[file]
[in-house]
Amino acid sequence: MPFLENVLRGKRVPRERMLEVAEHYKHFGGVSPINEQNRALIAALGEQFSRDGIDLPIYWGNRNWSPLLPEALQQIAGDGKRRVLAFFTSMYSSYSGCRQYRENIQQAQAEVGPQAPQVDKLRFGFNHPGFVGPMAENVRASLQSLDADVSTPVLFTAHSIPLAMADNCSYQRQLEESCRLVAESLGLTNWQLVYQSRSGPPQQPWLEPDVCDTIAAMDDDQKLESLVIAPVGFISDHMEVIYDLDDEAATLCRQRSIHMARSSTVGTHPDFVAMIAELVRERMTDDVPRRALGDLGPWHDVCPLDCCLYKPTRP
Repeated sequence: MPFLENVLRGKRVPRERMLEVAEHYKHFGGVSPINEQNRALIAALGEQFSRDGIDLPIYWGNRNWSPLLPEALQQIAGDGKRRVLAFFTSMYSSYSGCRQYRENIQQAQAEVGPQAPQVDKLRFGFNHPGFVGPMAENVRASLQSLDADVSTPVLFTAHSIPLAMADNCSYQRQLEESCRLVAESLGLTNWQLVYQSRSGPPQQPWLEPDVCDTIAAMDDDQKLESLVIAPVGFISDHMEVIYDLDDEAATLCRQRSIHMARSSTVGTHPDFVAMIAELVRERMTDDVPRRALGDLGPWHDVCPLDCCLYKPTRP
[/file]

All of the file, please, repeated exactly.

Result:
[in-house]
Amino acid sequence: MPFLENVLRGKRVPRERMLEVAEHYKHFGGVSPINEQNRALIAALGEQFSRDGIDLPIYWGNRNWSPLLPEALQQIAGDGKRRVLAFFTSMYSSYSGCRQYRENIQQAQAEVGPQAPQVDKLRFGFNHPGFVGPMAENVRASLQSLDADVSTPVLFTAHSIPLAMADNCSYQRQLEESCRLVAESLGLTNWQLVYQSRSGPPQQPWLEPDVCDTIAAMDDDQKLESLVIAPVGFISDHMEVIYDLDDEAATLCRQRSIHMARSSTVGTHPDFVAMIAELVRERMTDDVPRRALGDLGPWHDVCPLDCCLYKPTRP
Repeated sequence: MPFLENVLRGKRVPRERMLEVAEHYKHFGGVSPINEQNRALIAALGEQFSRDGIDLPIYWGNRNWSPLLPEALQQIAGDGKRRVLAFFTSMYSSYSGCRQYRENIQQAQAEVGPQAPQVDKLRFGFNHPGFVGPMAENVRASLQSLDADVSTPVLFTAHSIPLAMADNCSYQRQLEESCRLVAESLGLTNWQLVYQSRSGPPQQPWLEPDVCDTIAAMDDDQKLESLVIAPVGFISDHMEVIYDLDDEAATLCRQRSIHMARSSTVGTHPDFVAMIAELVRERMTDDVPRRALGDLGPWHDVCPLDCCLYKPTRP